13. Doug Martsch (Built to Spill)
Debut: Now You Know
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One of the more obscure titles on our list, Now You Know was the solo debut from Doug Martsch, songwriter from Built to Spill. The reason why it is ignored is the same reason it is great, namely that it plays against Martsch’s band and their sound and opts for acoustic slide guitar frequently. The result is an intimate, often beautiful collection that is as affecting as any Built to Spill album, with recently songs turning up as Built to Spill songs to cover. Sadly, Martsch has not made an album of near as high quality since, but “Impossible,” “Heart,” and “Dream” are all such gifts, it makes that pill easy to swallow.

12. Fever Ray (The Knife)
Debut: Fever Ray
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As half of The Knife, Karin Dreijer Andersson’s progression as an artist is easy to track, from “Heartbeats” to Silent Shout to Shaking the Habitual. The constant is always her voice, at least in terms of how the music sounds, and that voice is even more crucial on Fever Ray, a powerfully cold album that emersion itself in minimalism, creating an illusion that little is happening until your guard is down. By disarming the listener, Fever Ray creates an environment where beauty and danger coexist in the most natural ways, creating an album that feels like instinct, like Andersson knows something that all of us don’t.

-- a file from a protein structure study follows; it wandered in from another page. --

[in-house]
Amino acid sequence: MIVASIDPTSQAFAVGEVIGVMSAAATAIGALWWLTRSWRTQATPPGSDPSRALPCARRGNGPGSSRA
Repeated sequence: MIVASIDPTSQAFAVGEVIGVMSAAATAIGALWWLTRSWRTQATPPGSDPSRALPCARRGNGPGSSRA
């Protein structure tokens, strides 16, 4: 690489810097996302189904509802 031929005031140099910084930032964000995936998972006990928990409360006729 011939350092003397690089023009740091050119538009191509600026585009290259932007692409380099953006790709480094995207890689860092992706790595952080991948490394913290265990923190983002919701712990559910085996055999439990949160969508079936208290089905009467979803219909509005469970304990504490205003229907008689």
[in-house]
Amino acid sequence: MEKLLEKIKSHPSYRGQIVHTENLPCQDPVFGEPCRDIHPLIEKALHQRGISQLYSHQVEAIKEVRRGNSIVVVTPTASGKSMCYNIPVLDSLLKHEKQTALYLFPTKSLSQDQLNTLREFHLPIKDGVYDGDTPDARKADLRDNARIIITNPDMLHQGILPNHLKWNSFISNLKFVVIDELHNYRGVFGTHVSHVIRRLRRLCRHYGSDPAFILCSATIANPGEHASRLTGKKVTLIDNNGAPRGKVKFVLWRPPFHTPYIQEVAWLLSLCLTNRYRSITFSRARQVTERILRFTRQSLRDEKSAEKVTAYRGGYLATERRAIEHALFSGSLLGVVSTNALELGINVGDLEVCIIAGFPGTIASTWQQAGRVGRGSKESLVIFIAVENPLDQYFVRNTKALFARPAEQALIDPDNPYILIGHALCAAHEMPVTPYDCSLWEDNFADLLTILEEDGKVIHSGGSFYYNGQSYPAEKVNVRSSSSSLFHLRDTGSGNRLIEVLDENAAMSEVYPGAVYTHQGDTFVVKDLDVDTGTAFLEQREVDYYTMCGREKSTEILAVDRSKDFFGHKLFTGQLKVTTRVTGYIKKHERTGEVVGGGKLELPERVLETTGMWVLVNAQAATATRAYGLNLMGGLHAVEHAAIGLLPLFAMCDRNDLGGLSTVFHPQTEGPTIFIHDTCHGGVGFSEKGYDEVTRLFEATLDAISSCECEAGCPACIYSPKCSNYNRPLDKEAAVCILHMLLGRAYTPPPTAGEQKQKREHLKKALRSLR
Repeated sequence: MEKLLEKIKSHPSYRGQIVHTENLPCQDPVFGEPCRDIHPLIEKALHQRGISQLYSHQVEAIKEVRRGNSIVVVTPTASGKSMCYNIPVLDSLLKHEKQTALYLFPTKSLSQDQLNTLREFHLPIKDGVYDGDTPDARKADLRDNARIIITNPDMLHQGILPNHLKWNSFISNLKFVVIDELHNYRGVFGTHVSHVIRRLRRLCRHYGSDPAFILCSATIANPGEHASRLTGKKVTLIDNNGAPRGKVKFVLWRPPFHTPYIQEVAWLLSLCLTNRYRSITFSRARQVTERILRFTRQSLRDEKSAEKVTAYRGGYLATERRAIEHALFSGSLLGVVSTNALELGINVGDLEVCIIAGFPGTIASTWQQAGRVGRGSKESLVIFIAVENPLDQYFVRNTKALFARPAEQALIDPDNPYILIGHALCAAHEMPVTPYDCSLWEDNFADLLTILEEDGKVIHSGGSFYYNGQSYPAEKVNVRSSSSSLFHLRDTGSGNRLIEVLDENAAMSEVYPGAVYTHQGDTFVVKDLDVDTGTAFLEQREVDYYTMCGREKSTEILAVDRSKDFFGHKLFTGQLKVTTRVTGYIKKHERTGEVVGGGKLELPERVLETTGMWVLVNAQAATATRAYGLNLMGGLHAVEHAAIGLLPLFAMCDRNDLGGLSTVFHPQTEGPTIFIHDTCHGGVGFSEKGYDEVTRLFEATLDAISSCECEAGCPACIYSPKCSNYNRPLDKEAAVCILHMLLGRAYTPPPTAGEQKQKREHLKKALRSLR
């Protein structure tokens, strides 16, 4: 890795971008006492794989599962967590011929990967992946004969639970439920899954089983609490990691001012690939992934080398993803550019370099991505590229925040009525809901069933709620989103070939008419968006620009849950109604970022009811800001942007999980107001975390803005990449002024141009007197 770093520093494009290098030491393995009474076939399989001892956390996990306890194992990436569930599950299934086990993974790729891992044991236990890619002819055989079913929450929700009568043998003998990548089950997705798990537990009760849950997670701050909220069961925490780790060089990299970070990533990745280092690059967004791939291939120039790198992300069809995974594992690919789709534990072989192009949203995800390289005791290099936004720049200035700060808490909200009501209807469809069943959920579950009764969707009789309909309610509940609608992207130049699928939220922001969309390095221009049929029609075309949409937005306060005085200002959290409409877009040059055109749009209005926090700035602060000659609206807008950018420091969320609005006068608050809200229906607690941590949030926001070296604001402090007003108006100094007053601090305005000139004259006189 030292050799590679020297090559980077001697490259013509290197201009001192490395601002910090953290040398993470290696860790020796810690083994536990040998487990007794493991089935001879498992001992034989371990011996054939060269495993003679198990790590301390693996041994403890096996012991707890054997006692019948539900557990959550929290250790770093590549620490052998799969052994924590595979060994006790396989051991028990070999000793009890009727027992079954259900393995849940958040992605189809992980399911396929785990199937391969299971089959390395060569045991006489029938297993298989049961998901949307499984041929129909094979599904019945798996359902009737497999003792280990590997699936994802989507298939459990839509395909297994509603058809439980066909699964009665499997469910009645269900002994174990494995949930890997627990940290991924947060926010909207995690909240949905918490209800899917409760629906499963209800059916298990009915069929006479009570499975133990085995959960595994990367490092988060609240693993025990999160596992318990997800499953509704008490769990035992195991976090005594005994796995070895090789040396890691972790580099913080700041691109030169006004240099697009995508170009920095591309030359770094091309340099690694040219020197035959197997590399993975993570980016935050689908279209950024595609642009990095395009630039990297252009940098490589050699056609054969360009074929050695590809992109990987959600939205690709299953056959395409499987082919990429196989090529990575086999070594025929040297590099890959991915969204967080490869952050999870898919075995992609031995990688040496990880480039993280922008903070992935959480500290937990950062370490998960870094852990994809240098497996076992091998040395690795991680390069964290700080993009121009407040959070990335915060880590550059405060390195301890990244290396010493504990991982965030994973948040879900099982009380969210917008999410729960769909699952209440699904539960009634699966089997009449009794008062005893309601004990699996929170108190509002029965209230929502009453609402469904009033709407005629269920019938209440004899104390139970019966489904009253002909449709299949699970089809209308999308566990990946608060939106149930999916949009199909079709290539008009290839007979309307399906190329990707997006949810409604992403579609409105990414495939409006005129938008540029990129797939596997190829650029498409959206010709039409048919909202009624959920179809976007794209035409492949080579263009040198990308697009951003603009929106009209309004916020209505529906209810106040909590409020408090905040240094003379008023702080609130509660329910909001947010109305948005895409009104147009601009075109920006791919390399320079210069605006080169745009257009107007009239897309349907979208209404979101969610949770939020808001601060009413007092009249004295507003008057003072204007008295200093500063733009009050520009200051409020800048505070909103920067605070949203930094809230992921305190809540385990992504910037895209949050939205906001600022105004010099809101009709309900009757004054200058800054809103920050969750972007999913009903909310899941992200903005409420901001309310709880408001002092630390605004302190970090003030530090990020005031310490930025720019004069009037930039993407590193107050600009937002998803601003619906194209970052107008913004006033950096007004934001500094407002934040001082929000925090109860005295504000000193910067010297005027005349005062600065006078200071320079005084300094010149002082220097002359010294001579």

11. Morrissey (The Smiths)
Debut: Viva Hate
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Viva Hate was released just six months after Morrissey’s final Smiths album, making you wonder if he just was hiding these songs under his pillow or what. Regardless, Moz’s solo career seamlessly extended from his band career, with iconic singles “Suadehead” and “Everyday Is Like Sunday” pleasing fans that were worried his songwriting magic might be lost outside of his band.